Objective: Bronchogenic carcinoma involving the carina or tracheobronchial angle still presents a challenge due to specific problems related to surgical technique and airway management. We reviewed our experience in carinal resection in terms of mortality, morbidity, and long-term survival.
Methods: Between 1982 and 2005, 49 patients underwent carinal resection: a right tracheal sleeve pneumonectomy was performed in 48 patients and a left tracheal sleeve pneumonectomy in 1 patient. Induction therapy was administered to 19 (39.6%) patients. In all cases, the anastomosis was performed with aid of high-frequency jet ventilation.
Results: Fourteen patients experienced perioperative complications (overall morbidity 28.6%), including 3 who died, for an overall mortality rate of 6.1%. Late empyema occurred in 5 (10.8%) patients. Histology was squamous cell carcinoma in 38 (77.6%) cases, adenocarcinoma in 10 (20.4%), and large-cell carcinoma in 1 (2%). The overall 5- and 10-year survival rates were 27.5 and 12.8%, respectively. Patients without nodal involvement had a significantly better prognosis than N1 and N2 patients (5-year survival: 56, 17, and 0%, respectively; p=0.002), as did patients with squamous histology compared to adenocarcinoma (5-year survival 29.5 and 11%, respectively; p=0.05). Multivariate analysis showed that nodal status was the only independent prognostic factor (p=0.00007).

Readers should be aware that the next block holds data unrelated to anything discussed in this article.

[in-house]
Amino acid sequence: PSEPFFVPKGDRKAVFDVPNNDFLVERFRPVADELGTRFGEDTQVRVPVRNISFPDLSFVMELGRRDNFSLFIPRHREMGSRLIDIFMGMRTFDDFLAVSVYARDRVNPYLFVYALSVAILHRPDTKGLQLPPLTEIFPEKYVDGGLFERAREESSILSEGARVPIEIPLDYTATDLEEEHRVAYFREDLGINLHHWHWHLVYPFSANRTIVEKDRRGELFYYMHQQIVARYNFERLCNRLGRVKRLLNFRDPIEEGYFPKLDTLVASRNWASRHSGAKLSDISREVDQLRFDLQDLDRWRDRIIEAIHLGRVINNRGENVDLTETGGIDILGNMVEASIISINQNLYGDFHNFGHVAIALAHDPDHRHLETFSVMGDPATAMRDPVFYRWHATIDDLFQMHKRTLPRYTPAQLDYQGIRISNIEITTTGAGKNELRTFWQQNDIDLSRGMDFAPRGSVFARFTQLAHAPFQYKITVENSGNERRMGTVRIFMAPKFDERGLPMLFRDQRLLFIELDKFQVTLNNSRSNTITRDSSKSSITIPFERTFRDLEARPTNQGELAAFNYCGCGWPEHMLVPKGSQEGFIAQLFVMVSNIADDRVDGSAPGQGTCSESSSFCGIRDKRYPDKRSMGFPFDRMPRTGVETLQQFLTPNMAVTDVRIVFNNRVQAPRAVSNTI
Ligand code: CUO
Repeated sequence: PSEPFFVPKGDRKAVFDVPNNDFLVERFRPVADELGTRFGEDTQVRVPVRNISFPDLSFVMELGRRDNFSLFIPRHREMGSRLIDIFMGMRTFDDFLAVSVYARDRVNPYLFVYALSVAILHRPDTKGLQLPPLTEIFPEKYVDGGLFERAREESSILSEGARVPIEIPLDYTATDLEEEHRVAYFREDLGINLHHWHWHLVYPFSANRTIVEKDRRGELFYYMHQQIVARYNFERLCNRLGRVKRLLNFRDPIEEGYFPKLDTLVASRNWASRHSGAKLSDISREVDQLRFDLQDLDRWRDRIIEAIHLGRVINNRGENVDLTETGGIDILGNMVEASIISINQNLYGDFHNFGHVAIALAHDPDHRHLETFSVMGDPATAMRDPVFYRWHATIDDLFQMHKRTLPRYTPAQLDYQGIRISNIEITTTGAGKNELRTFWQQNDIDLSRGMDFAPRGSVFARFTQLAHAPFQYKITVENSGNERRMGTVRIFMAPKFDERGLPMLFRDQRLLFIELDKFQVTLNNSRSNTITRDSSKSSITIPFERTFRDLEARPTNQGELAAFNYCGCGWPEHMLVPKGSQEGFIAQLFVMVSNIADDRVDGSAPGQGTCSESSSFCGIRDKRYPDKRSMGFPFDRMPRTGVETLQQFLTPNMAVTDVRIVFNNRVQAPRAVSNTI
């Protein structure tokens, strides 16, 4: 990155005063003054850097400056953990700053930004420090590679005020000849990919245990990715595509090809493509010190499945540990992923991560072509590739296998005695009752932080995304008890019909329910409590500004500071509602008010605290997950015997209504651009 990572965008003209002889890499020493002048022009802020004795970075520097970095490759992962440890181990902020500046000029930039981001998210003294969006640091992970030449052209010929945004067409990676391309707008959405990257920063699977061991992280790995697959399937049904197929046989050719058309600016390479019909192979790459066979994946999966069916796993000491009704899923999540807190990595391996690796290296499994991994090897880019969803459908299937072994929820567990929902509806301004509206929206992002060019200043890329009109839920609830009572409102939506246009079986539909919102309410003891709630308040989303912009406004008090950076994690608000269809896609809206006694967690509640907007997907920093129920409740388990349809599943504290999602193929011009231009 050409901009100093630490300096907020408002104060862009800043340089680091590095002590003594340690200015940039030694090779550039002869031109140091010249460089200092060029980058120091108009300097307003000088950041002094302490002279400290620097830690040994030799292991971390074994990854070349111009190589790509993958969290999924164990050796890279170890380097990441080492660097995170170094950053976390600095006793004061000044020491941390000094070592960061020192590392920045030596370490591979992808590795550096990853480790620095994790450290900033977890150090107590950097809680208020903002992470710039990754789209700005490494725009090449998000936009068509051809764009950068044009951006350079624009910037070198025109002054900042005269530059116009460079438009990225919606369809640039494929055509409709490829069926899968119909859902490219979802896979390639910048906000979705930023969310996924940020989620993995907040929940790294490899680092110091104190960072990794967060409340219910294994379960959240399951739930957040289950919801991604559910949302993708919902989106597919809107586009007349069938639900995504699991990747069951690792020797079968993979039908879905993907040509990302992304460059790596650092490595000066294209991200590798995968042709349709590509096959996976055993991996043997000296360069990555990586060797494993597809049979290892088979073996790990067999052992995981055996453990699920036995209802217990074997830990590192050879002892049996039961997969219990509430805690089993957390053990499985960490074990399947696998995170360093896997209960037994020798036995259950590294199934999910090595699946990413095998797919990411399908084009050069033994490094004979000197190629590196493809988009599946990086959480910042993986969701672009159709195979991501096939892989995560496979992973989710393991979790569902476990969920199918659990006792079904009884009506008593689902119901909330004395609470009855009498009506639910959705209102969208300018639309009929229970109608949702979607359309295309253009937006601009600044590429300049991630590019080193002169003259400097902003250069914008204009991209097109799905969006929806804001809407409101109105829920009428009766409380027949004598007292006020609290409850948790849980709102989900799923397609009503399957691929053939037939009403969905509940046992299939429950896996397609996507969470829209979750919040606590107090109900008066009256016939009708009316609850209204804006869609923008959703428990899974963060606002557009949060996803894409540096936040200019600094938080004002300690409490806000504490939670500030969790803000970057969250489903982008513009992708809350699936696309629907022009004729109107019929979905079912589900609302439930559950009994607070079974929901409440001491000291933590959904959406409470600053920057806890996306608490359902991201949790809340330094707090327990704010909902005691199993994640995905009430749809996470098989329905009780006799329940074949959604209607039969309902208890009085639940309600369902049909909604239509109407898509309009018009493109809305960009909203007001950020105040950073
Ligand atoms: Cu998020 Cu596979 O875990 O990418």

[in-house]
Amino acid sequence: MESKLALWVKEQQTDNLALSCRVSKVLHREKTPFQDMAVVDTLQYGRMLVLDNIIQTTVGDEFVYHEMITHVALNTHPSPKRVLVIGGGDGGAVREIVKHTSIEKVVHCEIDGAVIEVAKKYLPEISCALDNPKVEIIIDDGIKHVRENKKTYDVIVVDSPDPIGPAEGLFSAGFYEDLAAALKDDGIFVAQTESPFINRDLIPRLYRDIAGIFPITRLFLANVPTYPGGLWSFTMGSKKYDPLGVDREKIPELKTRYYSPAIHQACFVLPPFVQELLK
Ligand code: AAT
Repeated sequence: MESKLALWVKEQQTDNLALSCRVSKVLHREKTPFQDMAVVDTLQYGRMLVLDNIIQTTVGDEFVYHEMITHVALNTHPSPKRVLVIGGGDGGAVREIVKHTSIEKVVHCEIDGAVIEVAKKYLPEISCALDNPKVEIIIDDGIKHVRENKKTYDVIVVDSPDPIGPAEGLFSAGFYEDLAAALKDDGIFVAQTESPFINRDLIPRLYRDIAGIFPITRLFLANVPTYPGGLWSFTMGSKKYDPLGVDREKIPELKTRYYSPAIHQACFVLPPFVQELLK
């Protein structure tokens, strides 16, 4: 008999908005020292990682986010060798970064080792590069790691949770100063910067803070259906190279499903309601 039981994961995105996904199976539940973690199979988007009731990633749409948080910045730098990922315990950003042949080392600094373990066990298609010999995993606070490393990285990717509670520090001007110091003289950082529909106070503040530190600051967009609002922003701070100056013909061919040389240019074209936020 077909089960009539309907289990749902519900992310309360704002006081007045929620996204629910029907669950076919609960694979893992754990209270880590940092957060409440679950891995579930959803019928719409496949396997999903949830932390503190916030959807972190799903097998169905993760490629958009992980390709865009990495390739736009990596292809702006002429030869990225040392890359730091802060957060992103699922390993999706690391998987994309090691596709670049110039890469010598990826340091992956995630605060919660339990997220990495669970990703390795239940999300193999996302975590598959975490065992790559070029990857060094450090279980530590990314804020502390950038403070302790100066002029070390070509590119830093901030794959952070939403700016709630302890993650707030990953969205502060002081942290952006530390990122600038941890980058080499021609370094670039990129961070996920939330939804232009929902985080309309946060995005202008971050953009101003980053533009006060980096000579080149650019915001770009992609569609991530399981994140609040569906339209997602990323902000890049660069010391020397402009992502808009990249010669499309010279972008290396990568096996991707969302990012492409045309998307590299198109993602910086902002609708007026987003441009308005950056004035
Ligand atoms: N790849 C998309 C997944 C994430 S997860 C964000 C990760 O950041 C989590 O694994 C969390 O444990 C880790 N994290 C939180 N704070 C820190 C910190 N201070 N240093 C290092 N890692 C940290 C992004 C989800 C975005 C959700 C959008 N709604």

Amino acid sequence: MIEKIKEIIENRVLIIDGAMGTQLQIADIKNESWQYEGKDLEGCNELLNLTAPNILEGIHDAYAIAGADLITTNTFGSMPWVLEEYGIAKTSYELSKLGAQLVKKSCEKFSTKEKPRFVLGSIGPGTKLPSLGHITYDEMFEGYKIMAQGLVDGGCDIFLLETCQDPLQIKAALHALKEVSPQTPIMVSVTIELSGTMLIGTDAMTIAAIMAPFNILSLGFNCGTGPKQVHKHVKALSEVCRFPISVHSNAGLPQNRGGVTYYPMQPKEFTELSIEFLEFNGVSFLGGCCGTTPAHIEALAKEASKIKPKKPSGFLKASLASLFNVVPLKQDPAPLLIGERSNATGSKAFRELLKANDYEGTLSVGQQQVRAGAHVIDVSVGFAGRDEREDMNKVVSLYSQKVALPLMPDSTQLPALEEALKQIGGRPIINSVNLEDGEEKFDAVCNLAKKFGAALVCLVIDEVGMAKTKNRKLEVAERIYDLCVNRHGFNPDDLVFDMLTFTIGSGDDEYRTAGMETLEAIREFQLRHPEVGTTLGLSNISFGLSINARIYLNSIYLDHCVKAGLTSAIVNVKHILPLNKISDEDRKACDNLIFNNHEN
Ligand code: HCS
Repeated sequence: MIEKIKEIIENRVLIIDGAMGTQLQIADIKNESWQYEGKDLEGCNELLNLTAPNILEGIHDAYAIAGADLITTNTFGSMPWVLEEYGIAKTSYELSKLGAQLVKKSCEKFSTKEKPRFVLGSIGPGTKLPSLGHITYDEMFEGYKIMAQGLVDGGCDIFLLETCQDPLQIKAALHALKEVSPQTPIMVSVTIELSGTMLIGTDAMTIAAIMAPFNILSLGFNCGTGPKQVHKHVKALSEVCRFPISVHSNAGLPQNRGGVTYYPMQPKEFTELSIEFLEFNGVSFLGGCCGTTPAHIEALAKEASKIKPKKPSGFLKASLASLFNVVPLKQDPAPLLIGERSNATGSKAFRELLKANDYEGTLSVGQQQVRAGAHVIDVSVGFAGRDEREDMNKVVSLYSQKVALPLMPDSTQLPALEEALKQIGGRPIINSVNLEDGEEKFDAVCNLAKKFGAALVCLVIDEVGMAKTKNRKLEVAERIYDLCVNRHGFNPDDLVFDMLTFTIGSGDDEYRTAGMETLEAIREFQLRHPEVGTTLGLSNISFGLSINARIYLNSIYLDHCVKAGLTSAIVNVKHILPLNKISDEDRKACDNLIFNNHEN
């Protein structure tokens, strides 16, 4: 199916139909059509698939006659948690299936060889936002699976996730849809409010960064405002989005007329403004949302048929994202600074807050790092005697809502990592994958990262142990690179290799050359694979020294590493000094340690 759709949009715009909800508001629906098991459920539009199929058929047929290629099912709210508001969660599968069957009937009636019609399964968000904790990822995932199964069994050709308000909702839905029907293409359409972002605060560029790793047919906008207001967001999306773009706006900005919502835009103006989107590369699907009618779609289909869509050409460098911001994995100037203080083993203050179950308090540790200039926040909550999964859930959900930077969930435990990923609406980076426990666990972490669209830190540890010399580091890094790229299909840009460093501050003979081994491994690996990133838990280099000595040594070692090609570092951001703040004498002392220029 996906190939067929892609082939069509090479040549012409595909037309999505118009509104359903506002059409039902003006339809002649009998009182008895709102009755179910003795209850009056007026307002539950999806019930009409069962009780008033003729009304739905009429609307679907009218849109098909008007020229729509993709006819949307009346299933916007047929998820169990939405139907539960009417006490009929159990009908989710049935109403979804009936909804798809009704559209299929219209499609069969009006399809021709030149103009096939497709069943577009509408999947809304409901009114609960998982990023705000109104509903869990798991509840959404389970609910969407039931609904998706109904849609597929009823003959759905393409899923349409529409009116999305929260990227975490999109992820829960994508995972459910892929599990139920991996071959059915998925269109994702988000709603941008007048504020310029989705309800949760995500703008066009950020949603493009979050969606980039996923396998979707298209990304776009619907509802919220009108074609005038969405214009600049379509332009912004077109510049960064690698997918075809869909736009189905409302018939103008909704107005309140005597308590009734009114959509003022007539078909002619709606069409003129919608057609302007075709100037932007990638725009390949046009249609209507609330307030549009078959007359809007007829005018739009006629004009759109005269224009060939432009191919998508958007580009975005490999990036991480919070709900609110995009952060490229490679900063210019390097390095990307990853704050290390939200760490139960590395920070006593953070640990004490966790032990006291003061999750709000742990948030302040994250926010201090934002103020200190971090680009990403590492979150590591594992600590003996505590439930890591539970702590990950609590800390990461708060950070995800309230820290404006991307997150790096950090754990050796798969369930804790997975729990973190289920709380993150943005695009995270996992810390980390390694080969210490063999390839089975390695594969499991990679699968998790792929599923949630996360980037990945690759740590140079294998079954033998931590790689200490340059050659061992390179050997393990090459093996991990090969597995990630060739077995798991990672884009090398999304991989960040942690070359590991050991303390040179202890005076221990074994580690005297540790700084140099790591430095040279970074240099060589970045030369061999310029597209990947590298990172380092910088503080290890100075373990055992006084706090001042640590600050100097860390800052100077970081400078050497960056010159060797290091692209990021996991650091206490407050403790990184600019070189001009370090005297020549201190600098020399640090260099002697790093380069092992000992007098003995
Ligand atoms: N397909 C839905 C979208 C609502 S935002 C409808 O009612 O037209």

Conclusions: Tracheal sleeve pneumonectomy for bronchogenic carcinoma can be accomplished with acceptable mortality and morbidity, providing good long-term results. Nodal involvement seems to be an exclusion criterion for surgery, as it has a poor prognosis. Meticulous anesthetic management and surgical technique guarantee a better postoperative outcome.